Whether dealing with intangible threats from a murky cyber world or those closer to home such as litigious employees, business owners need to be protected on a myriad of fronts. While many threats that businesses face today are not new, there is a growing faction of creative criminals looking to attack companies through electronic vulnerabilities. As part of the Business First Breakfast series, a panel of experts recently gathered for a Reno event to address some of these issues, both old and new.
The panel discussion, which was held in early November, was moderated by Connie Brennan, publisher and CEO of Nevada Business Magazine. The breakfast event was hosted by the magazine and sponsored by Heritage Bank of Nevada, Holland & Hart and L/P Insurance Services. Panelists included Rich Bullard, principal/vice president carrier relations for L/P Insurance Services; Steve Carrick, senior vice president of Heritage Bank of Nevada; Romaine Marshall, a partner with Holland & Hart and James Patterson, cyber specialist at AIG.
The expert panelists were able to speak from a variety of backgrounds and provided insights on what decision-makers need to know to make sure their companies are protected.
“First of all, do everything you can to help yourself,” said Carrick. “We see that attacks happen quickly and there’s nothing you can do to prevent those except just to watch for them. Some of these things sound so basic but many of the losses that we see within businesses actually happen from the inside.”
“Do you have an exposure,” asked Bullard. “If you’re taking any kind of personal information you have an exposure.” He advised that company owners need to look at it from the perspective that they are vulnerable to attacks and should protect themselves accordingly.
Patterson added that while it may seem like common-sense to today’s computer-literate company cultures, the importance of having good back-ups cannot be overstated. “It’s a combination of backing everything up and having a good protocol for backing up data,” he said.
The Human Aspect
While employees are a company’s greatest asset, they are also where the biggest risk lies for businesses looking to protect themselves. Both from an internal and external perspective, employees have the ability to wreak havoc for any business.
“One of the weakest areas in most businesses is actually people,” said Carrick. “From our experience, that’s how fraudsters make their way into your business. They’ll do things such as send bogus emails and employees like to do what I call ‘unsafe surfing’ which opens your system up to all kinds of dangers.”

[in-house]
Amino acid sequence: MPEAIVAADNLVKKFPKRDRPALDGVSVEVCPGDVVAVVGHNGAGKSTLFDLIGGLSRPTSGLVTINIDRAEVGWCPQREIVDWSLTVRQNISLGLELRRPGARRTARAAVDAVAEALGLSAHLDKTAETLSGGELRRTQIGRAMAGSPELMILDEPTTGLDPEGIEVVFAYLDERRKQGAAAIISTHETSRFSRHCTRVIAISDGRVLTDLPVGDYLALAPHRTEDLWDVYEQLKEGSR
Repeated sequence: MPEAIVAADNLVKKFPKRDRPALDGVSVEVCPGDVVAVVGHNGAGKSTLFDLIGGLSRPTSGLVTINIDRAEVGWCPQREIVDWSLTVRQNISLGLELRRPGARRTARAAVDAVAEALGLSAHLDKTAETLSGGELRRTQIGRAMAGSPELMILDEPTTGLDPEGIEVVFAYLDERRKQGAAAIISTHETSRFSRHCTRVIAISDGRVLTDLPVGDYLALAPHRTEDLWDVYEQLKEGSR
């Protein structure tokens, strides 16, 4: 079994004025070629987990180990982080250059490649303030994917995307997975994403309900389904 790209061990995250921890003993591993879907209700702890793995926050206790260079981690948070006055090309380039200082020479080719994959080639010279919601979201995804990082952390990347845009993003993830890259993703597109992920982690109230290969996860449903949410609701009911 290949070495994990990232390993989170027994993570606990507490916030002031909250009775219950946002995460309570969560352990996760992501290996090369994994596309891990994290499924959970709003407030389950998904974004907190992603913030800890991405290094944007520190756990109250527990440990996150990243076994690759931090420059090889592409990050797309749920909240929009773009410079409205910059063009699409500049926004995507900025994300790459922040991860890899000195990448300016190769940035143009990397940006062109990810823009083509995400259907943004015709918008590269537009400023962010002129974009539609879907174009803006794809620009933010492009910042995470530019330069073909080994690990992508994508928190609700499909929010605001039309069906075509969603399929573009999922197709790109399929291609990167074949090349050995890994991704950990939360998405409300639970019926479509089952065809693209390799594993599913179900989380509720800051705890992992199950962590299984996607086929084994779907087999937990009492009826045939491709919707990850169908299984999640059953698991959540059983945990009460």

“We all think hackers from Russia or China are going after financial, credit card numbers and so forth,” explained Patterson. “The reality is, from the claims we see, 60 percent of them involve employee negligence rather than hackers breaking into your system. Employees make mistakes.”
And it’s not just from those looking to break into a company’s system from the outside, employees themselves are oftentimes culpable in a business’ downfall. For every loyal member of the team, there may also be those bad eggs that don’t have the company’s best interests at heart. Carrick advised that business owners utilize smart business practices when it comes to employees.
“Don’t over-trust your trusted employees,” he said. “What you want to do is maintain those separation of duties and make sure that, if you can’t watch them, you have another employee watching them to protect your interests in those accounts.”
So the question then becomes, how can a company mitigate risk in its largest area of vulnerability? The panelists agreed that a carefully planned, multi-pronged approach to dealing with employees is important and that when it comes to outside attacks, training is key.
“Train your employees,” said Patterson. “If you can get them to be concerned about data security and understand the serious ramifications of failing to take it seriously, that will go a long way toward protecting your organization.”
“There’s no excuse for any of us anymore not to be technologically savvy,” added Marshall. “We need to be aware of the latest technology, patches, trainings – all those things need to become standard. You’ve probably heard of dual authentication where you need two passwords to get onto your network. The IT department needs to be training employees on these types of protocols.”
Regardless of the tech savvy necessary for today’s workplace, Patterson advised company owners to remain wary as even security companies are not immune to threats. “I was on a panel and one of the other panelists told the story of how his company sent out a test email to their employees to see if they would click on the links,” he explained. “Nearly 20 percent of employees at a computer security company clicked on the link.”
Carrick added that suspicious emails are deceptive and oftentimes look genuine. He said, “[People] still respond to them today because they are veiled to look legitimate. They appear to come from people you know. They appear to be from links you recognize. There’s no misspellings. They have proper sentence structure and good grammar.”
The Financial Aspect